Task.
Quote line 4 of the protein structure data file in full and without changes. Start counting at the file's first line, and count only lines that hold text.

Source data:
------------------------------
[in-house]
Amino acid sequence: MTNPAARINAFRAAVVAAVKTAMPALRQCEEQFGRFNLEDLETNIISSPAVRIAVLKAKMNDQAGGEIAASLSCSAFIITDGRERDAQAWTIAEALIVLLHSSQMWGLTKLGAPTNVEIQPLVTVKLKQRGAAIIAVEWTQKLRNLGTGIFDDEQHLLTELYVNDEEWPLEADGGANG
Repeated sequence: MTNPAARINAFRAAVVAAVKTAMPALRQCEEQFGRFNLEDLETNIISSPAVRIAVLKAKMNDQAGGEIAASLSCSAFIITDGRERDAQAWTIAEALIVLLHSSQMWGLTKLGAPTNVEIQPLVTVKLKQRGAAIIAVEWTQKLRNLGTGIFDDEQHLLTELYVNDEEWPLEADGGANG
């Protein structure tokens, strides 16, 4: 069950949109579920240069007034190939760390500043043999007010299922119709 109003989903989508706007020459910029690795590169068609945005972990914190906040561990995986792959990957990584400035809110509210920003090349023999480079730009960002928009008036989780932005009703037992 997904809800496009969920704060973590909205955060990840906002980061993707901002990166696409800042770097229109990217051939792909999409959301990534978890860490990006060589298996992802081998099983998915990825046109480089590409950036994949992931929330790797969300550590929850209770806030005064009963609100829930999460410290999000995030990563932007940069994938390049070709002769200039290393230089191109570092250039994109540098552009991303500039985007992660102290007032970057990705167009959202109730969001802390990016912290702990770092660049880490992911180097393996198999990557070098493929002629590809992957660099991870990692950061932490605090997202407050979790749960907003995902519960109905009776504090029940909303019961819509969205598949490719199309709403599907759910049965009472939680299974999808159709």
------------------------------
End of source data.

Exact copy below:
């Protein structure tokens, strides 16, 4: 069950949109579920240069007034190939760390500043043999007010299922119709 109003989903989508706007020459910029690795590169068609945005972990914190906040561990995986792959990957990584400035809110509210920003090349023999480079730009960002928009008036989780932005009703037992 997904809800496009969920704060973590909205955060990840906002980061993707901002990166696409800042770097229109990217051939792909999409959301990534978890860490990006060589298996992802081998099983998915990825046109480089590409950036994949992931929330790797969300550590929850209770806030005064009963609100829930999460410290999000995030990563932007940069994938390049070709002769200039290393230089191109570092250039994109540098552009991303500039985007992660102290007032970057990705167009959202109730969001802390990016912290702990770092660049880490992911180097393996198999990557070098493929002629590809992957660099991870990692950061932490605090997202407050979790749960907003995902519960109905009776504090029940909303019961819509969205598949490719199309709403599907759910049965009472939680299974999808159709």